And then after the feeding, the baby is happy. That’s another thing, right? So that’s how we know that the baby was latched on correctly – they are happy. They’re kind of in a ‘milk coma’ as we say and after their feeding they usually have a wet diaper. So in the twenty-four hour period, we want to see about ten wet diapers and quite a few diapers with stool and all these things together – they prove that the mother is breastfeeding correctly.
Question 3: How often does a mother need to breastfeed a newborn during the day and at night?
RC: Okay so how often does a mother need to breastfeed a newborn during the day and at night? I know you mentioned just now every three hours but really if she wants to plan ahead how often should she be breastfeeding?
Stephanie Heintzeler: In the beginning, usually the first month, it is in fact every three hours. Meaning that the mother breastfeeds from the beginning to the next beginning and there are three hours in between. So in fact with her baby sleeping or resting, it’s sometimes only two hours because the baby breastfed for about an hour. And that’s the minimum and the reason is because the body, hormone wise, needs this constant information that the milk is still needed. So if a mother would suddenly sleep for six hours… I’ve certainly had a mother call one day and she’s like, “Oh two nights ago, I slept six hours – I really needed to, it was really important for me but now I have trouble breastfeeding. Well, no surprise because the body got the information that the milk is not needed.
In the end if you stop breastfeeding like if you wean your baby. Right, that’s how we wean. That’s how we show the body that the milk is not needed by just kind of stretching it out a little bit so the milk is taken back. But in the beginning, the body needs this constant reassurance that the milk is needed. So it is every three hours. The baby needs to be woken up but after about a month, usually babies find their own schedule. Because first of all, the breast kind of sinks in. Everything loosens up, there’s more space in the breast to hold the milk. And then second, baby drinks more in a shorter amount of time so they usually feed only in maybe fifteen minutes. And then third, is really that the baby is bigger, it’s older and he might be able to have a little snack here and there, drink more often in the evening but then sleep a little longer during the night. That’s actually what we welcome. Most babies do have cluster feeding at night, even in the first month. They drink a lot because the mother has a lot of fat content in her milk and in the morning the milk has more water. So in the evening, the baby usually has a lot of snacks which is kind of nice because you know it’s in the evening when the mother is still up and drinks ten minutes here, ten minutes there, a half an hour here, five minutes there over the course of three hours but after, they usually have a longer sleep. And that’s the idea, something that I work on, that we see the baby gets all this food so that overnight they hopefully sleep a little longer.
In the end that’s it, it’s really after a month. The first month is the part where you really have to be on with the timing. But after one month, I look at the schedule with the mothers I work with and we see what’s happening – what’s doable and what’s not. Where do you want to be in terms of the feeding and from the moment on, the baby could sleep maybe five hours a night. That’s certainly possible. Not all do obviously but it’s a goal.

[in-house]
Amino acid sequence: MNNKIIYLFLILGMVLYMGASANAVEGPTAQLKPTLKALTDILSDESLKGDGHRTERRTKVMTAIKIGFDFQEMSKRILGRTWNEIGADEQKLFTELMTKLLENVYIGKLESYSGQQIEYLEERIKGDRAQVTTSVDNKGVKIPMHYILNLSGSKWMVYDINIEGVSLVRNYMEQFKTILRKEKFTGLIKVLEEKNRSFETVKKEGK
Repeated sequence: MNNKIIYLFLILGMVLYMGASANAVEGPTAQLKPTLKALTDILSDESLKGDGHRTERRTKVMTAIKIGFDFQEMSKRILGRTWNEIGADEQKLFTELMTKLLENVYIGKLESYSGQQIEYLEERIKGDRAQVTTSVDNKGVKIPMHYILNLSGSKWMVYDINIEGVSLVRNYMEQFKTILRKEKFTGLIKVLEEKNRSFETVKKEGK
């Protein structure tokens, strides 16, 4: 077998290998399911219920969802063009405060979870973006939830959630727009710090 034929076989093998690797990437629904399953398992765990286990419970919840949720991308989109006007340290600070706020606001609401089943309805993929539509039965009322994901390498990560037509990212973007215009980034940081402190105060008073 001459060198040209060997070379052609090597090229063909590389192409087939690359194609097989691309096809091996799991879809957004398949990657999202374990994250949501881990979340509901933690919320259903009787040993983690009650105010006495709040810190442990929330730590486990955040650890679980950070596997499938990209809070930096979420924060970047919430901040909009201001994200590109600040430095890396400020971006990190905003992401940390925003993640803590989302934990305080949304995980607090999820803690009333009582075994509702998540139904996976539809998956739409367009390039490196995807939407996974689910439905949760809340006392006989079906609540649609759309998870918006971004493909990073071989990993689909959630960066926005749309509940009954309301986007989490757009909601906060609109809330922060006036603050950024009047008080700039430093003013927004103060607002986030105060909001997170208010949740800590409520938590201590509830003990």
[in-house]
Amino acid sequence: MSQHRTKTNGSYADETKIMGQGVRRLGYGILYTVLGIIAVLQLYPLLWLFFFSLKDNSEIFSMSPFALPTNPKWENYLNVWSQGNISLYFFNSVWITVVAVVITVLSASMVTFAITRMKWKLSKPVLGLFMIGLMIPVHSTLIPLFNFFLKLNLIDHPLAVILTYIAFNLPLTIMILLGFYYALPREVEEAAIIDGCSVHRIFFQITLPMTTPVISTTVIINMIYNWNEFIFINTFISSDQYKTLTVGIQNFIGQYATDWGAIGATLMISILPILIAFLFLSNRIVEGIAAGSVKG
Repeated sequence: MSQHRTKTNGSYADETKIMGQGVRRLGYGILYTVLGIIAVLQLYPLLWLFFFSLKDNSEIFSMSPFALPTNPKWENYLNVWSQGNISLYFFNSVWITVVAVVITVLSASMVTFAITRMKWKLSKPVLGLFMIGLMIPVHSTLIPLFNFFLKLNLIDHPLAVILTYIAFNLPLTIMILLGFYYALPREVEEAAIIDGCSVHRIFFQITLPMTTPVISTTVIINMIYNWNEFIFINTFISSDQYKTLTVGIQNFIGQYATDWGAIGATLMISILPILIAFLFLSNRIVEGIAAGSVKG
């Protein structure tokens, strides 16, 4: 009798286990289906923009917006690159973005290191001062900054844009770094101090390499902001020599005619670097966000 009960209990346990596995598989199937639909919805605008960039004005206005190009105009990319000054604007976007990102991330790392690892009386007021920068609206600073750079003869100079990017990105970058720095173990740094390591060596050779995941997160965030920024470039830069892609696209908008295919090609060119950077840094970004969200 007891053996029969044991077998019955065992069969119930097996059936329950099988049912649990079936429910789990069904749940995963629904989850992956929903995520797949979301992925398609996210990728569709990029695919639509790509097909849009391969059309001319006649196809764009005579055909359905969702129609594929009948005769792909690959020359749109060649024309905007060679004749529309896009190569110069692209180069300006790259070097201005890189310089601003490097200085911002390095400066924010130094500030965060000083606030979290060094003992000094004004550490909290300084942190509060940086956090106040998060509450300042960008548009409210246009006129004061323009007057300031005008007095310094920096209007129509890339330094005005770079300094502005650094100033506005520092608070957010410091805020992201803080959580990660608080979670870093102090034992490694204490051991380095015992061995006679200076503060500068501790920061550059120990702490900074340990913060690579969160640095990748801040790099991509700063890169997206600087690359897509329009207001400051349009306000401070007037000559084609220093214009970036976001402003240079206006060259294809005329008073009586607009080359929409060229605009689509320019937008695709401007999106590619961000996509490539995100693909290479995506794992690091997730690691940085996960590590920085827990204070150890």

RC: That would be amazing.
Question 4: Is there a special diet mothers should follow while breastfeeding?
RC: Now is there a special diet mothers should follow while breastfeeding? Anything to avoid or something to add to your diet?
Stephanie Heintzeler: Yeah. Thank goodness there’s not so much that the mom shouldn’t eat or have. We did have all these old beliefs that sage tea is not good or peppermint tea is not good or certain foods are not great. What is a fact is that there’s a few foods that can cause gassiness in a baby. Something like onions, garlic, beans – even certain kinds of beans, cauliflower. But that’s like a trial and error. There’s certainly cultures especially in New York where the mother eats everything or she eats what European mothers would never eat and the babies are just fine.
What’s a fact is that the flavors change. So let’s say a mother eats something with a lot of garlic, the milk changes, the flavor changes. Otherwise babies are usually just fine. What a mother should avoid is certain medications of course. So mainly everything that you would take maybe regularly even when you’re not pregnant, you need to ask your healthcare provider because most medications do go in the breastmilk. And you can’t take anything. The other thing is alcohol. Although we know now that alcohol is actually okay when you’re breastfeeding. You should of course not have a lot but if you have a glass of wine, it’s fine because the baby won’t drink the milk. He might be on the breast a little bit and drink a little bit but he won’t like the flavor because it does go into the milk and so he will drink less, of course complain, and then drink again. So it’s not ideal to do that but now we do know. Before we did this pump and dump thing. That’s not recommended anymore. So if you only have a glass of wine, that’s totally fine.